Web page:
UN report on peacekeeper sex abuse:
System-wide failures are Secretary-General's failures
December 17, 2015 (New York): Today, Justice Marie Deschamps delivered a body blow to the United Nations’ moral authority. Her panel’s long-awaited report on the UN’s response to allegations of peacekeeper sexual abuse in the Central African Republic and beyond was a stunning condemnation of the personal conduct of several high-ranking UN officials and the grave systemic failures of the UN’s response to sexual exploitation and abuse. For AIDS-Free World, it was a vindication of all that we have said since we first brought the world’s attention to the shocking reports of sexual abuse of young boys by peacekeepers in the CAR.
Over the last six months, all eyes have been on the Central African Republic. And even with the spotlight on MINUSCA, the UN Spokesperson has come forward to announce new allegations with a sickening frequency. It begs the question: are we merely scratching the surface? If we, as a small NGO, could uncover and piece together the details of such a massive scandal by scouring documents, digging through reports, and applying our knowledge of the system, what other horrific scandals remain hidden?
The panel’s report clearly shows that there are deep, systemic failures at the heart of the UN’s response to sexual exploitation and abuse. The report makes clear that the vetting of troops is hopelessly inadequate. That investigations are flawed, the system is wildly fragmented, and the data are entirely unreliable. Above all, it shows that the rights of victims — in this case, young, starving boys in an IDP camp — have been utterly neglected by the very agencies tasked with protecting them.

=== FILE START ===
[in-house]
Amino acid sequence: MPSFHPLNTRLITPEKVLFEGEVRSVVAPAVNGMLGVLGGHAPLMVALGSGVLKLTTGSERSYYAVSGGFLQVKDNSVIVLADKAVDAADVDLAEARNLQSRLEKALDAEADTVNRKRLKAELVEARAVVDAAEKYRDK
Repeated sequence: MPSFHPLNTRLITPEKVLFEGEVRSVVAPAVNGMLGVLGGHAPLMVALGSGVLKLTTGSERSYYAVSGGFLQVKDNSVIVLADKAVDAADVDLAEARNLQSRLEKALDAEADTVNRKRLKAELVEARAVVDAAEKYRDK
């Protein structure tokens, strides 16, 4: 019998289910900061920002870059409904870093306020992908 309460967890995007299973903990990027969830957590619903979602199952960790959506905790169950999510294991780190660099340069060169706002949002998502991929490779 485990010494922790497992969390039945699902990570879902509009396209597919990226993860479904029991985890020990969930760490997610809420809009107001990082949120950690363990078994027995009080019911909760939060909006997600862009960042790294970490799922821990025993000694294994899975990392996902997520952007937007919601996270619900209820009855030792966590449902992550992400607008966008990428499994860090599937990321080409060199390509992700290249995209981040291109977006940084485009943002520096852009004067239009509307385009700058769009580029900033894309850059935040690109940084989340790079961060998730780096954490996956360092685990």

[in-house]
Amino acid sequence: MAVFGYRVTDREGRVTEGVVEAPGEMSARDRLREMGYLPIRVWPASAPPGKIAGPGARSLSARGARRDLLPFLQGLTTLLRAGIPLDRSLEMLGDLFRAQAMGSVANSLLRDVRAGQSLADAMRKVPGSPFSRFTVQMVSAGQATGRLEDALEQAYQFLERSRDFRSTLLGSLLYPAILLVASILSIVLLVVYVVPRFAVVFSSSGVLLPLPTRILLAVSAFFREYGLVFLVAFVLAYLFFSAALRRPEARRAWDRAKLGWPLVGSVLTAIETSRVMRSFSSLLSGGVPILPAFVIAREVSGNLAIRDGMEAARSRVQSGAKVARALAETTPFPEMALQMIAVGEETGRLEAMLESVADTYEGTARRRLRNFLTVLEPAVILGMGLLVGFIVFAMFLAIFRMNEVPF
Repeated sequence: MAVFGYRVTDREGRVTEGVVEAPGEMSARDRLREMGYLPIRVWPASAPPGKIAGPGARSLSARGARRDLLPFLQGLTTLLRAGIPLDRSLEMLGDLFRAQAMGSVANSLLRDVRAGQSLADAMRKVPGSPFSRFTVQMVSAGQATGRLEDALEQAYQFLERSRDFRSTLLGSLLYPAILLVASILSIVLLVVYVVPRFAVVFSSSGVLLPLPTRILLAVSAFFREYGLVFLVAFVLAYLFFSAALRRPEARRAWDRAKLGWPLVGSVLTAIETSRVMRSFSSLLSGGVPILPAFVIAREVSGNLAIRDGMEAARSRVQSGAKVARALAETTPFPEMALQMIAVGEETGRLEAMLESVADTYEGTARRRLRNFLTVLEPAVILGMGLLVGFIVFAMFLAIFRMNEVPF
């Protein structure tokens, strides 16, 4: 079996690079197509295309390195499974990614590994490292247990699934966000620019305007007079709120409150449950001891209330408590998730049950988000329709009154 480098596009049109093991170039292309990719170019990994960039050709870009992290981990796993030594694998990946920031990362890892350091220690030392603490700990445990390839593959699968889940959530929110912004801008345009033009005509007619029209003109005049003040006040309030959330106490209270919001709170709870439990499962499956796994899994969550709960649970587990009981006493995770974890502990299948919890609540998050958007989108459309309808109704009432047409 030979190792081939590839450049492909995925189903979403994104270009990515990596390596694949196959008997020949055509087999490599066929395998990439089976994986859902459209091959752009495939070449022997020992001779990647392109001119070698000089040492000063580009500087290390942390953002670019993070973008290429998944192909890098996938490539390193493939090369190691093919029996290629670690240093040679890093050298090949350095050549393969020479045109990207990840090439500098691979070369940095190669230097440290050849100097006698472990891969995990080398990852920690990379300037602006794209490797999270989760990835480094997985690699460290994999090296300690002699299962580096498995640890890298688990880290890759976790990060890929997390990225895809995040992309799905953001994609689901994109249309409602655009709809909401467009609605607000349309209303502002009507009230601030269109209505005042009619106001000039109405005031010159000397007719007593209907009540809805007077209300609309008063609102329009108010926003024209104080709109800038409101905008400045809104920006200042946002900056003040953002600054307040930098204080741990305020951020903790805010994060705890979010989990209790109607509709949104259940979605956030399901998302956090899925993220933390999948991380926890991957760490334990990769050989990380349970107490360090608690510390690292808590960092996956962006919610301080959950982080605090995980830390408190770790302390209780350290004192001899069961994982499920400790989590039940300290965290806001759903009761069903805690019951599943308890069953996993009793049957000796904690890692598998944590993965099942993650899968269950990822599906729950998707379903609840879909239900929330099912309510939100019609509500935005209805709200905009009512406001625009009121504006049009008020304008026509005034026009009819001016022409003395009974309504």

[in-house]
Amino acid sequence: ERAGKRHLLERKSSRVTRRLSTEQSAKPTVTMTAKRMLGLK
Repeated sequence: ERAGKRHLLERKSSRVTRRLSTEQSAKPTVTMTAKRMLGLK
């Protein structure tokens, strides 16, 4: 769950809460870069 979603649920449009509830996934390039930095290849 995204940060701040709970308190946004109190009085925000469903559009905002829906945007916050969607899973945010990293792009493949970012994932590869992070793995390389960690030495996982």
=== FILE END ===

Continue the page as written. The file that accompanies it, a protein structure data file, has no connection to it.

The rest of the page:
The report found three people, by position, guilty of “abuse of authority” as defined by the United Nations. It also has profoundly negative things to say about a number of other senior people who do not meet the so-called standard of abuse of authority. But the definition is artificial, self-serving, dense and unconvincing. In any reasonable understanding of the words, the High Commissioner for Human Rights, the Executive Director of UNICEF, the Special Representative of the Secretary-General for Children in Armed Conflict, the Head of Ethics and the Secretary-General’s Chef de Cabinet would all be found culpable. The review panel has critical — sometimes scathing — things to say about all of them. They should be held accountable.
For us, it is clear that the Secretary-General’s utterances, assurances and presentations about the goal of ‘zero tolerance’ are not to be trusted. For nine years, while paying lip service to his commitment to the zero tolerance policy, he has managed a set of institutional arrangements that have failed on every front.
Since learning of the new allegations of abuse in April 2015, a group of committed Member States have been organizing to confront the issue. The political will is building, and the time has come for governments to step in and create an entirely new mechanism to address peacekeeper sexual exploitation and abuse — whether committed by non-military UN personnel, military peacekeepers, or those outside the UN system. But whatever the new architecture, it cannot be part of the Secretary-General’s office. Only a root and branch clean-up will restore credibility to the United Nations.
AIDS-Free World is an international advocacy organization devoted to exposing and addressing injustice, abuse, and inequality. We launched the Code Blue campaign to end impunity for sexual exploitation and abuse by UN peacekeeping personnel. www.codebluecampaign.com